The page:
Kuwait con­demns Duterte’s call to evac­u­ate Filipino work­ers

Business World - - THE NATION -

A TOP Kuwaiti of­fi­cial con­demned on Tues­day a call by Philip­pine Pres­i­dent Ro­drigo R. Duterte to evac­u­ate his coun­try’s work­ers from Kuwait, sug­gest­ing he could dam­age ties be­tween the two coun­tries.

Manila on Mon­day an­nounced a “to­tal ban” on new em­ploy­ment in Kuwait, in­clud­ing Filipinos who had al­ready ob­tained em­ploy­ment per­mits but had not yet left for the Gulf coun­try.

The mea­sure came af­ter Mr. Duterte an­grily lashed out at Kuwait over re­ports of Filipino work­ers suf­fer­ing abuse and ex­ploita­tion. On Fri­day he bran­dished pho­tos pur­port­ing to show a Filipino maid found in a freezer, say­ing she had been “roasted like a pig.”

Mr. Duterte also al­leged Arab em­ploy­ers rou­tinely raped their Filip­ina work­ers, forced them to work 21 hours each day and fed them scraps. He asked Kuwait: “Is there some­thing wrong with your cul­ture? Is there some­thing wrong with your val­ues?”

Two planes full of work­ers ar­rived in Manila from Kuwait on Mon­day on flights pro­vided for free by com­mer­cial air­lines at the Pres­i­dent’s re­quest. On Sun­day, the Philip­pine La­bor sec­re­tary said more than 2,200 Filipinos were ready to take up Mr. Duterte’s of­fer.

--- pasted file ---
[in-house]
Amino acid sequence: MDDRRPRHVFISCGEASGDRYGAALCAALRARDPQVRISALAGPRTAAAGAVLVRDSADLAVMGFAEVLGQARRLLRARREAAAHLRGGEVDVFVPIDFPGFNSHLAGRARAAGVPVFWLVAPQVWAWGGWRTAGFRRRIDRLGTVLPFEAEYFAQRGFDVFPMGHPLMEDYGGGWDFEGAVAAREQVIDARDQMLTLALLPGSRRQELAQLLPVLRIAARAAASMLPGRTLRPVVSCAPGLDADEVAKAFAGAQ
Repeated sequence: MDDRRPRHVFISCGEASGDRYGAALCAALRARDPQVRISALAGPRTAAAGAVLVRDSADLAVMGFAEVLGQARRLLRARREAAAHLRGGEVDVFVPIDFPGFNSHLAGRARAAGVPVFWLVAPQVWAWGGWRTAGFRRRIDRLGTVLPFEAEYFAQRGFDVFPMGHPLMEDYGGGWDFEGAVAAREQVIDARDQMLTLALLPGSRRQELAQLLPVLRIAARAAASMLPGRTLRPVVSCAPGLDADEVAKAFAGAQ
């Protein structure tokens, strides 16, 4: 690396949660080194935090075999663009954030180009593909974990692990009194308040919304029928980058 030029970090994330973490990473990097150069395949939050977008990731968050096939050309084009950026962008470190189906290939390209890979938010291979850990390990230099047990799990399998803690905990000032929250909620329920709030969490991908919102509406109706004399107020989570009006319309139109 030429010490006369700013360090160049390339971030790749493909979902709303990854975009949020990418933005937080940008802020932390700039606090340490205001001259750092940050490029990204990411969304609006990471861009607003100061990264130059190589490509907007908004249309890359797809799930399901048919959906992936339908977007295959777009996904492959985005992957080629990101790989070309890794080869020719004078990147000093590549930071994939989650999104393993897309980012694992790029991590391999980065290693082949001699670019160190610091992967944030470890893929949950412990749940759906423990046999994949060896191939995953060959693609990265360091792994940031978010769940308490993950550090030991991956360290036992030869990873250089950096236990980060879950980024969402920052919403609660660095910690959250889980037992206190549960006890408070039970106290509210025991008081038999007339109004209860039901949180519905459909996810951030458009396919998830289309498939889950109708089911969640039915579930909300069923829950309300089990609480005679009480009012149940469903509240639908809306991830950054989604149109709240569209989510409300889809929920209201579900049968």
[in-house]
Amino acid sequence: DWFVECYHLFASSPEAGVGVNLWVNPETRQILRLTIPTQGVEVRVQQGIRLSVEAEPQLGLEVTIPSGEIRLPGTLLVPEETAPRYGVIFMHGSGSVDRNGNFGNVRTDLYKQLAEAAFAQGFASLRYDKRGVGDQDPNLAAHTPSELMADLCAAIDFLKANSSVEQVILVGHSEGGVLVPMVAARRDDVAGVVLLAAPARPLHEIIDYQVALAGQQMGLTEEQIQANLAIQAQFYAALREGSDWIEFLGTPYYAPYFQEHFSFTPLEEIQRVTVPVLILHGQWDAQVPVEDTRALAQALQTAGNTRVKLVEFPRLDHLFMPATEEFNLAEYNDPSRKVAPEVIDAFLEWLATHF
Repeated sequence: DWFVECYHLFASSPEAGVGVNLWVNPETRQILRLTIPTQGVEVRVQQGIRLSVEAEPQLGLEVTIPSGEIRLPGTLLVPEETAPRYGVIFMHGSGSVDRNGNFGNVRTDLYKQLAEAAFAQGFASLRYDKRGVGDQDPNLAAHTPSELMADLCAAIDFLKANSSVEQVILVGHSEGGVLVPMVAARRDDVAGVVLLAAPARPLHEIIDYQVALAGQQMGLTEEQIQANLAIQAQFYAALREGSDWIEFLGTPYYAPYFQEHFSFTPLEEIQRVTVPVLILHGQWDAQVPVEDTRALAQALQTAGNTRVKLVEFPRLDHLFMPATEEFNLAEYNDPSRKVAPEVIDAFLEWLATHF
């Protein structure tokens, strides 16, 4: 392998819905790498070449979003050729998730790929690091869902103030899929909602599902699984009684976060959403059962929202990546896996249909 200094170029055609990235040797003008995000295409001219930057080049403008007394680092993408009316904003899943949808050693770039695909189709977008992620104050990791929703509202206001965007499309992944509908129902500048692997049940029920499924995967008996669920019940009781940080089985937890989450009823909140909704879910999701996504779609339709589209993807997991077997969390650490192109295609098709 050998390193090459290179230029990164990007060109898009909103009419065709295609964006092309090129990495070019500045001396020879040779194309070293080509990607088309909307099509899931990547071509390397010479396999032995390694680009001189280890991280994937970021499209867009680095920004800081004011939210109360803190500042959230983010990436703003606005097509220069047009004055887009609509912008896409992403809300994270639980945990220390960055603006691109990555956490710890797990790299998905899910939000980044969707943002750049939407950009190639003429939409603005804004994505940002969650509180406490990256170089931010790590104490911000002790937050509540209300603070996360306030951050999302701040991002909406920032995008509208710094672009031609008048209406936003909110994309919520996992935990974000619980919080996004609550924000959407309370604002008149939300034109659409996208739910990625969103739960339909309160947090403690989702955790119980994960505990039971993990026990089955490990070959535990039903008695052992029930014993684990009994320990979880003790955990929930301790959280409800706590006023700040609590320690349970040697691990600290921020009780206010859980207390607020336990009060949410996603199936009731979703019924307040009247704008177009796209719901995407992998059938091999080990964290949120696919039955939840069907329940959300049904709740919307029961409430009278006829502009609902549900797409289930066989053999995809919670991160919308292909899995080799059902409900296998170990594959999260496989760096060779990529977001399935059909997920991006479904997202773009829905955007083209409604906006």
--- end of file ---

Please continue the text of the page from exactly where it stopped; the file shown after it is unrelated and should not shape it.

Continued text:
The Philip­pine For­eign Af­fairs depart­ment said au­thor­i­ties were repa­tri­at­ing 10,000 over­stay­ing Filipinos from Kuwait, tak­ing ad­van­tage of an amnesty pro­gram ar­ranged with the Kuwaiti gov­ern­ment.

For his part, Kuwait’s Min­is­ter of For­eign Af­fairs Sheikh Sabah al-Khalid al- Sabah said: “We are sur­prised and we con­demn state­ments from the Philip­pine pres­i­dent, es­pe­cially as we are in con­tact with the Philip­pines on a high level to ex­plain the work­ers’ con­di­tions in Kuwait.”

He was speak­ing at a joint news con­fer­ence with US Sec­re­tary of State Rex Tillerson dur­ing a meet­ing in Kuwait of the global coali­tion against Is­lamic State.

“Es­ca­la­tion does not serve the ties be­tween Kuwait and the Philip­pines,” Sheikh Sabah said, adding that 170,000 Filipinos “live a de­cent life in Kuwait ... but sep­a­rate ac­ci­dents un­for­tu­nately hap­pen, and we are pro­vid­ing our Filipino coun­ter­parts with the re­sults of the in­ves­ti­ga­tions.”

Au­thor­i­ties say 252,000 Filipinos work in Kuwait, many as maids. They are among over two mil­lion em­ployed in the re­gion, whose re­mit­tances are a life­line to the Philip­pine econ­omy.

Hu­man Rights Watch and other groups have doc­u­mented wide­spread abuses, in­clud­ing non­pay­ment of wages, long work­ing hours with no rest days, phys­i­cal and sex­ual as­sault, and no clear chan­nels for re­dress.

COM­MU­NI­CA­TIONS AS­SIS­TANT Sec­re­tary Es­ther Mar­gaux Uson takes a selfie with Filipino work­ers who ar­rived from Kuwait at the Manila In­ter­na­tional Air­port on Feb. 13.

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